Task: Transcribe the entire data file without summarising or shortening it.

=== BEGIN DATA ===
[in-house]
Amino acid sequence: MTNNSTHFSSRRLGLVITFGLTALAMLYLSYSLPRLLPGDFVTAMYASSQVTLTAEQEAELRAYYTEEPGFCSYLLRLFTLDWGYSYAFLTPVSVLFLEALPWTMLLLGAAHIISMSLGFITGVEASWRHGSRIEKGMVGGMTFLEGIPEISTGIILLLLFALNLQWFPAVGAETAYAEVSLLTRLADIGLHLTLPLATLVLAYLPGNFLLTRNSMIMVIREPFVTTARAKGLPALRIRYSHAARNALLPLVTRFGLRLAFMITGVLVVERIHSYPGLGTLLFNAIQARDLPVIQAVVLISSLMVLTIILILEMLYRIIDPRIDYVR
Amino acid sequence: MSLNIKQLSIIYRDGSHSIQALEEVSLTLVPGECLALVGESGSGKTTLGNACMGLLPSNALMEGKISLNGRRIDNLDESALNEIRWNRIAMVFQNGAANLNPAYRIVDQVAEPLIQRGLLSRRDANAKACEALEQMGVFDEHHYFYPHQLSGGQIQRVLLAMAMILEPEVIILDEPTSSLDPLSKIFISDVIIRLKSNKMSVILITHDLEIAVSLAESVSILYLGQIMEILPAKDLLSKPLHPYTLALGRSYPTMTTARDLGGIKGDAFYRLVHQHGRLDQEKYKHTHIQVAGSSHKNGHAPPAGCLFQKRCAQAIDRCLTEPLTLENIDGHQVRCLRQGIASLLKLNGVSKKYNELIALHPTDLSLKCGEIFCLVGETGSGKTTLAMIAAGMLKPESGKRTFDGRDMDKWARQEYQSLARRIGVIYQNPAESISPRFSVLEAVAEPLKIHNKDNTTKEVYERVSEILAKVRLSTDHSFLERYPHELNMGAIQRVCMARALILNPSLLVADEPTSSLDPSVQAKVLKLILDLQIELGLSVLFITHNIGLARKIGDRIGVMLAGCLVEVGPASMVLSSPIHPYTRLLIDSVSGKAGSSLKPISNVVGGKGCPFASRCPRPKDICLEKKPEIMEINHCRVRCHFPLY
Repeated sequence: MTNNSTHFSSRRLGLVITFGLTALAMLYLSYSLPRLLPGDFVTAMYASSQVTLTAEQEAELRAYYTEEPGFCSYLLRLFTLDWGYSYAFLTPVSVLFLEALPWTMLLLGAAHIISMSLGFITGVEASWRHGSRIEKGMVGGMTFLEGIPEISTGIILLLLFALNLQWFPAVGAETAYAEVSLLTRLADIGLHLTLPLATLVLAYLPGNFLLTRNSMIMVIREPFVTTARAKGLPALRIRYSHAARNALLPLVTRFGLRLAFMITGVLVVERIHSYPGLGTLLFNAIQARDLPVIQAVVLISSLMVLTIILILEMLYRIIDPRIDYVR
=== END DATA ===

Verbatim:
[in-house]
Amino acid sequence: MTNNSTHFSSRRLGLVITFGLTALAMLYLSYSLPRLLPGDFVTAMYASSQVTLTAEQEAELRAYYTEEPGFCSYLLRLFTLDWGYSYAFLTPVSVLFLEALPWTMLLLGAAHIISMSLGFITGVEASWRHGSRIEKGMVGGMTFLEGIPEISTGIILLLLFALNLQWFPAVGAETAYAEVSLLTRLADIGLHLTLPLATLVLAYLPGNFLLTRNSMIMVIREPFVTTARAKGLPALRIRYSHAARNALLPLVTRFGLRLAFMITGVLVVERIHSYPGLGTLLFNAIQARDLPVIQAVVLISSLMVLTIILILEMLYRIIDPRIDYVR
Amino acid sequence: MSLNIKQLSIIYRDGSHSIQALEEVSLTLVPGECLALVGESGSGKTTLGNACMGLLPSNALMEGKISLNGRRIDNLDESALNEIRWNRIAMVFQNGAANLNPAYRIVDQVAEPLIQRGLLSRRDANAKACEALEQMGVFDEHHYFYPHQLSGGQIQRVLLAMAMILEPEVIILDEPTSSLDPLSKIFISDVIIRLKSNKMSVILITHDLEIAVSLAESVSILYLGQIMEILPAKDLLSKPLHPYTLALGRSYPTMTTARDLGGIKGDAFYRLVHQHGRLDQEKYKHTHIQVAGSSHKNGHAPPAGCLFQKRCAQAIDRCLTEPLTLENIDGHQVRCLRQGIASLLKLNGVSKKYNELIALHPTDLSLKCGEIFCLVGETGSGKTTLAMIAAGMLKPESGKRTFDGRDMDKWARQEYQSLARRIGVIYQNPAESISPRFSVLEAVAEPLKIHNKDNTTKEVYERVSEILAKVRLSTDHSFLERYPHELNMGAIQRVCMARALILNPSLLVADEPTSSLDPSVQAKVLKLILDLQIELGLSVLFITHNIGLARKIGDRIGVMLAGCLVEVGPASMVLSSPIHPYTRLLIDSVSGKAGSSLKPISNVVGGKGCPFASRCPRPKDICLEKKPEIMEINHCRVRCHFPLY
Repeated sequence: MTNNSTHFSSRRLGLVITFGLTALAMLYLSYSLPRLLPGDFVTAMYASSQVTLTAEQEAELRAYYTEEPGFCSYLLRLFTLDWGYSYAFLTPVSVLFLEALPWTMLLLGAAHIISMSLGFITGVEASWRHGSRIEKGMVGGMTFLEGIPEISTGIILLLLFALNLQWFPAVGAETAYAEVSLLTRLADIGLHLTLPLATLVLAYLPGNFLLTRNSMIMVIREPFVTTARAKGLPALRIRYSHAARNALLPLVTRFGLRLAFMITGVLVVERIHSYPGLGTLLFNAIQARDLPVIQAVVLISSLMVLTIILILEMLYRIIDPRIDYVR